Detection of intestinal colonization of probiotic Lactobacillus ...

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Jun 28, 2012 - 1 Department of Bacteriology and Serology, Calcutta School of Tropical Medicine, C. R. Avenue, Kolkata-700073, India. 2 Department of ...

Asian Pacific Journal of Tropical Disease (2012)205-210

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Asian Pacific Journal of Tropical Disease journal homepage:www.elsevier.com/locate/apjtd

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doi:10.1016/S2222-1808(12)60047-4

Detection of intestinal colonization of probiotic Lactobacillus rhamnosus by stool culture in modified selective media Manisha DebMandal1, 2, Shyamapada Mandal1*, Nishith Kumar Pal1,3 Department of Bacteriology and Serology, Calcutta School of Tropical Medicine, C. R. Avenue, Kolkata-700073, India Department of Physiology and Biophysics, KPC Medical College and Hospital, Jadavpur, Kolkata-700032, India 3 Department of Microbiology, Institute of Postgraduate Medical Education and Research, Kolkata-700020, India 1 2

ARTICLE INFO

ABSTRACT

Article history: Received 15 March 2012 Received in revised form 27 April Accepted 28 May 2012 Available online 28 June 2012

Objective: To develop an approach for making a selective and differential media specific for Lactobacillus rhamnosus Goldin and Gorbach (LGG) in order to distinguish it from other bacterial flora in fecal samples. Methods: The current media referred as LGGM has been prepared by using MRS media ingredients (replacing dextrose with 2% sorbitol), and incorporation of nalidixic acid (40 毺g/mL), bromocresol purple (0.002 %); the pH of the media was adjusted to 4.5. Results: The LGGM showed a greater colony forming units compared to MRS media. The growth of pure LGG strain was significantly greater in LGGM, and the recovery rate of LGG released from fecal samples (after oral feeding) was significantly greater (P 109 cfu/day, colonizes the intestine, and reduces diarrhea, and it has been concluded that the minimal dose required to have a positive effect was 9 5 暳 10 cfu [3]. LGG reduces the incidence of antibiotic*Corresponding author: Dr. Shyamapada Mandal, Department of Zoology, Gurudas College, Narkeldanga, Kolkata-700 054, India. E-mail: [email protected]

associated diarrhea in children treated with oral antibiotics for common childhood infections [1]. The use of probiotics in India dates back to thousands of years with the use of curd (yoghurt) as a beneficial food supplement in almost each and every household. In light of the current public and scientific interest in probiotics and the newly revealed possibilities for scientific exploration, the effectiveness of the LGG strain on a diahhreal endemic region, Bhatpara (suburb Kolkata) of the West Bengal state, I ndia, was evaluated. T he LGG strain survives gastric acidity, bile, and has a very high capacity of adhesion to the villi of the small intestine, and in this way colonizes the human digestive system on oral administration and with regard to persistance, LGG has to be recovered from feces, after ingestion, in a bacteriological media [6-8]. However, Lactobacilli adapted prepared media is presented with the growth of other intestinal bacterial flora causing problems in the detection of LGG . T hus the present study was carried out to modify selective media for the detection and quantification of LGG from fecal samples in order to ensure the colonization of and persistence in human intestine after oral administration of LGG. 2. Materials and methods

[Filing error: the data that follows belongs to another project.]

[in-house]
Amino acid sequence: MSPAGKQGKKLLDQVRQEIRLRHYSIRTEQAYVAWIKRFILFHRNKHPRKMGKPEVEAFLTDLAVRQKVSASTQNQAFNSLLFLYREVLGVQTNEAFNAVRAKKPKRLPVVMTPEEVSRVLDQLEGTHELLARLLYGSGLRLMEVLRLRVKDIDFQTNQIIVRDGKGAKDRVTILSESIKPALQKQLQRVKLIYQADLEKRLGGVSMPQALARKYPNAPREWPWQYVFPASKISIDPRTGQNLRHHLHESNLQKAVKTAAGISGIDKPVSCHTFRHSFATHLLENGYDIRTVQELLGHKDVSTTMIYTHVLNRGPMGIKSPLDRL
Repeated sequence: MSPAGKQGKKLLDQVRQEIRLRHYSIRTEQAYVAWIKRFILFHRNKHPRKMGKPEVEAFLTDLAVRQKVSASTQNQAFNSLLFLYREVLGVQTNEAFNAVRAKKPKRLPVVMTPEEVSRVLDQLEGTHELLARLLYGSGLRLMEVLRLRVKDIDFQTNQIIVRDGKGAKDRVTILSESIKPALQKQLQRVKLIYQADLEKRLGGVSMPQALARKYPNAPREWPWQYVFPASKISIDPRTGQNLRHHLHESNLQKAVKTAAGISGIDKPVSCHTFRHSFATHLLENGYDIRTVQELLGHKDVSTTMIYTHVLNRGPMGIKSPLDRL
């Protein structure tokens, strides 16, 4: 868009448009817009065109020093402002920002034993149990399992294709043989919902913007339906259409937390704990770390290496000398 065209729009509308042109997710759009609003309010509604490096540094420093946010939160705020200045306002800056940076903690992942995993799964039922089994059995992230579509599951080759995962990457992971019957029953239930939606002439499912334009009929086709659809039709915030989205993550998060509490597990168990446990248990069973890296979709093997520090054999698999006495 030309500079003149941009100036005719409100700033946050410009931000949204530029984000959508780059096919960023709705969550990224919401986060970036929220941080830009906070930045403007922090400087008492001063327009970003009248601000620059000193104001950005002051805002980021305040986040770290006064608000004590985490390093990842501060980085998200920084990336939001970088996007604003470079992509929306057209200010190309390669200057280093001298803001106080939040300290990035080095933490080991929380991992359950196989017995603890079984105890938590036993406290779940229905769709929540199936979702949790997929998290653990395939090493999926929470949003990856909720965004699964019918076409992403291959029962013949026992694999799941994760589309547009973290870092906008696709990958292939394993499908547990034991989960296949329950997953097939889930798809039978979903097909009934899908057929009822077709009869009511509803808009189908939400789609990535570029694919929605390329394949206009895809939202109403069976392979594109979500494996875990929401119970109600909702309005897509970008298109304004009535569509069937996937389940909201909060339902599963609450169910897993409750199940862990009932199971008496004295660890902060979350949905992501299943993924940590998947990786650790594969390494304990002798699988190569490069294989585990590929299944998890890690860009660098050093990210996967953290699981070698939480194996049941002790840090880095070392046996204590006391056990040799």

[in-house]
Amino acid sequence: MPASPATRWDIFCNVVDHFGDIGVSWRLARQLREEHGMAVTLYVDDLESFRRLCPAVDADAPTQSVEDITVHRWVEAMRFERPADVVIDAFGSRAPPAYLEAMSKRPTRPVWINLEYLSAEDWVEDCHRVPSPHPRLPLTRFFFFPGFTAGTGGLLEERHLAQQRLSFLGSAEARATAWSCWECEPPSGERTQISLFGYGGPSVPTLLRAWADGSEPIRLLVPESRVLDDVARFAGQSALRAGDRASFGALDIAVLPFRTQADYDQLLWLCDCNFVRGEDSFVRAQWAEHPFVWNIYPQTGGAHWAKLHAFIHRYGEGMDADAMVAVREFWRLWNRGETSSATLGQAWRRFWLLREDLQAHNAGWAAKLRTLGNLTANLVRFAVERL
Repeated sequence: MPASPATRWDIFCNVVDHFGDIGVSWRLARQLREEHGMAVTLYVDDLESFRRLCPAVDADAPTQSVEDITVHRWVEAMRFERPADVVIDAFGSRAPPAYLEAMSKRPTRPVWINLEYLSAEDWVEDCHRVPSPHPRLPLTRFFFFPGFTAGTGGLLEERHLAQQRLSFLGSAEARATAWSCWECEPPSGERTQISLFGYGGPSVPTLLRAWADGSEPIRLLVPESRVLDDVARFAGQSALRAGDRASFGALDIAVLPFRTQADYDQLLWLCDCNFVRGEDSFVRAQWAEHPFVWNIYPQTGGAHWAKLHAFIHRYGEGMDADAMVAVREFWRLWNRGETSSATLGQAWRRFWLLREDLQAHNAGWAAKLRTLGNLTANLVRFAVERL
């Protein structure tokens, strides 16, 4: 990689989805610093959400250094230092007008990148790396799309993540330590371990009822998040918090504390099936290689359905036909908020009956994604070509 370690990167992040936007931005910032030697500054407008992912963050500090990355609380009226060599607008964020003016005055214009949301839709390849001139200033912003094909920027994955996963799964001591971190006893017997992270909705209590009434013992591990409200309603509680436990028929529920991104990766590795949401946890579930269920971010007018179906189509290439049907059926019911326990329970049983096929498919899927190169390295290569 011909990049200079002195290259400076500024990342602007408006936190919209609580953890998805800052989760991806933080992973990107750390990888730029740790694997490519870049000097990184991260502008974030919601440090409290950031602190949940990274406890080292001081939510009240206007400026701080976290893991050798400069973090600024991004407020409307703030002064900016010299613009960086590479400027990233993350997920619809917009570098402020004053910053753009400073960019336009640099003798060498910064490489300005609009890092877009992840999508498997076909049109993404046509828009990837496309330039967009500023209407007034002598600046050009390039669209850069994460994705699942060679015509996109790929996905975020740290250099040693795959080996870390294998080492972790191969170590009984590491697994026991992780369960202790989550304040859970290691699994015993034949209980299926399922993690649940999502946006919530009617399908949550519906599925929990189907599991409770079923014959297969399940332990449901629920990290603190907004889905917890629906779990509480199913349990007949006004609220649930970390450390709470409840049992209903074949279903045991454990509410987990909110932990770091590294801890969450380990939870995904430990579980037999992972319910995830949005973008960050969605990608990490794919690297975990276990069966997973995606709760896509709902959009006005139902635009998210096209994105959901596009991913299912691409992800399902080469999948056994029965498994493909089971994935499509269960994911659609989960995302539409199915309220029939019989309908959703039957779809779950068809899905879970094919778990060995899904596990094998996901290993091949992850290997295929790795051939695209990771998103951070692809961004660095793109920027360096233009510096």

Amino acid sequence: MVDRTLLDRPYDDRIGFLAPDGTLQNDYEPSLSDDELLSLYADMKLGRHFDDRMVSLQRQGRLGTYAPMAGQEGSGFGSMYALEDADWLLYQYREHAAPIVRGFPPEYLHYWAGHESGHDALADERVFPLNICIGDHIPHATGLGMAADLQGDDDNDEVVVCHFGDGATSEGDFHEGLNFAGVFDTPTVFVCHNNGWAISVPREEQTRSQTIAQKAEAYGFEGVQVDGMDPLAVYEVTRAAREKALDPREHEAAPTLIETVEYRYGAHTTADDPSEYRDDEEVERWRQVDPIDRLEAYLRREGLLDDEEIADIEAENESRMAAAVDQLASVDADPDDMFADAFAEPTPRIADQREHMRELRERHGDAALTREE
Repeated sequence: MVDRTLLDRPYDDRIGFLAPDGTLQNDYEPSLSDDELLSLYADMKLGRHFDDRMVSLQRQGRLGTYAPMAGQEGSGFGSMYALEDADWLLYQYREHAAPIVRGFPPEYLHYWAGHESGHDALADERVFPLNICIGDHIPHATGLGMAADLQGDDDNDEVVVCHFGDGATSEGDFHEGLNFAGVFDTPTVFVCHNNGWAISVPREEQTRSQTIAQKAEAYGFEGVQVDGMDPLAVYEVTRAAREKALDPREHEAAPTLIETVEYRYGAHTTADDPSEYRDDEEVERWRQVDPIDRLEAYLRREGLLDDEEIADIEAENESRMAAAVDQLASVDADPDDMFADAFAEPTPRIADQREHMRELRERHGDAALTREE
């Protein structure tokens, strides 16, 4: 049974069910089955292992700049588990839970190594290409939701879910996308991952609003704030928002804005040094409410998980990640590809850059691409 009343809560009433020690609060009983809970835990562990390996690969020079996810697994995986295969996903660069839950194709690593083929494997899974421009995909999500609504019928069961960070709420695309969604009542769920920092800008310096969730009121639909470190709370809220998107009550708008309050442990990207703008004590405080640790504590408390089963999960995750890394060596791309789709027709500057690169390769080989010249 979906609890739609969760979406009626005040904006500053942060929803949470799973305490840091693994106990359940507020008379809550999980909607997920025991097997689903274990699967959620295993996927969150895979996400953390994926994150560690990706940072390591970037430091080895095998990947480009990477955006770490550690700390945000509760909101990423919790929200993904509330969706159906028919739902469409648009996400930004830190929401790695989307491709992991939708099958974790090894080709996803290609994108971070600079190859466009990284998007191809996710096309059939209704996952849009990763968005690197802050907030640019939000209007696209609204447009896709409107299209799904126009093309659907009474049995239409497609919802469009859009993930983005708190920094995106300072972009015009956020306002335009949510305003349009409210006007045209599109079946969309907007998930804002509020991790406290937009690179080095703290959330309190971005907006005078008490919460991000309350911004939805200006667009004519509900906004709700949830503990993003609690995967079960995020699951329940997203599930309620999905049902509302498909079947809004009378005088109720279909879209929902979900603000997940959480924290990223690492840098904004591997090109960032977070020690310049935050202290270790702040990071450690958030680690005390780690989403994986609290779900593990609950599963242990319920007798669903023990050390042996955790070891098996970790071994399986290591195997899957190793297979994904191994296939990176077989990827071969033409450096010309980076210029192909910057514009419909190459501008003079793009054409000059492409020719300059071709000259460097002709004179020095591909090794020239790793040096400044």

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Manisha DebMandal et al ./Asian Pacific Journal of Tropical Disease(2012)205-210

2.1. Bacterial strains The original LGG (~10 live bacteria, Culturelle; Amerifit B rands, C onnecticut, USA ) strain was kindly provided by Dr. S. Misra, UIC College of Medicine at Peoria, USA to Dr. N.K. Pal, one of the authors of the paper. Clinical 9

isolates of Escherichia coli (E. coli), Klebsiella aerogenes (K. aerogenes), Salmonella enterica serovar Typhi (S. typhi), Shigella sonnei (S. sonnei), Proteus vulgaris (P. vulgaris), Pseudomonas aeruginosa (P. aeruginosa), Staphylococcus aureus (S. aureus), Vibrio cholerae (V. cholerae) were used as tester strains. 2.2. Media and chemicals In this study, MRS medium (Acumedia Manufacturers, Maryland, USA) was used. All the chemicals, media and antibiotics were purchased from Himedia, Mumbai, India,

unless otherwise specified. 2.3. Stool samples

Stool samples utilized in the study were obtained from Bhatpara State General Hospital (BSGH), West Bengal, India; kindly provided by Dr. Soumava Datta, Superintendent, BSGH, from children 3 log10 CFU/ mL increment). Corcoran et al. [13] showed that probiotic LGG can use an exogenous oleic acid source to increase their acid survival, while the mechanism most likely involves the ability of increased membrane oleic acid to be reduced by H+ to stearic acid. In the present study, a modified media LGGM has been designed on the basis of the original formulation of MRS and by utilizing the characteristics specific to the LGG. In quantitative assays of the present study, LGGM showed a greater cfu than the MRS medium. The growth of pure LGG strain was significantly greater in LGGM, and the recovery rate of LGG released from fecal samples (after oral feeding) was significantly greater (P

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